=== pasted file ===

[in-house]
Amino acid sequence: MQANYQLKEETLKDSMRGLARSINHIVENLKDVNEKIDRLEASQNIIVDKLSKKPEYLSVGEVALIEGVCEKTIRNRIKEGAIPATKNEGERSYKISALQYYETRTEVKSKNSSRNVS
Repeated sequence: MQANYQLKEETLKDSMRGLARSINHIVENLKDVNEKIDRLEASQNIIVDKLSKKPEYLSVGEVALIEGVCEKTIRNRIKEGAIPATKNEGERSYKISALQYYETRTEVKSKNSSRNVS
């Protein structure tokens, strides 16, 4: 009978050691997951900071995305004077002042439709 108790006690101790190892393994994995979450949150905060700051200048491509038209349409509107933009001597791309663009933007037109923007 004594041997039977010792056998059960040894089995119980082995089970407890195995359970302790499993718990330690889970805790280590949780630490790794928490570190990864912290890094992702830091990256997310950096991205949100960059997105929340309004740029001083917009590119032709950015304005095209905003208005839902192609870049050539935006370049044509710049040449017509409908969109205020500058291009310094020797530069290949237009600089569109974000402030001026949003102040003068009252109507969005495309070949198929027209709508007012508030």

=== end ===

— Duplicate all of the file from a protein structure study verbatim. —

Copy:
[in-house]
Amino acid sequence: MQANYQLKEETLKDSMRGLARSINHIVENLKDVNEKIDRLEASQNIIVDKLSKKPEYLSVGEVALIEGVCEKTIRNRIKEGAIPATKNEGERSYKISALQYYETRTEVKSKNSSRNVS
Repeated sequence: MQANYQLKEETLKDSMRGLARSINHIVENLKDVNEKIDRLEASQNIIVDKLSKKPEYLSVGEVALIEGVCEKTIRNRIKEGAIPATKNEGERSYKISALQYYETRTEVKSKNSSRNVS
């Protein structure tokens, strides 16, 4: 009978050691997951900071995305004077002042439709 108790006690101790190892393994994995979450949150905060700051200048491509038209349409509107933009001597791309663009933007037109923007 004594041997039977010792056998059960040894089995119980082995089970407890195995359970302790499993718990330690889970805790280590949780630490790794928490570190990864912290890094992702830091990256997310950096991205949100960059997105929340309004740029001083917009590119032709950015304005095209905003208005839902192609870049050539935006370049044509710049040449017509409908969109205020500058291009310094020797530069290949237009600089569109974000402030001026949003102040003068009252109507969005495309070949198929027209709508007012508030």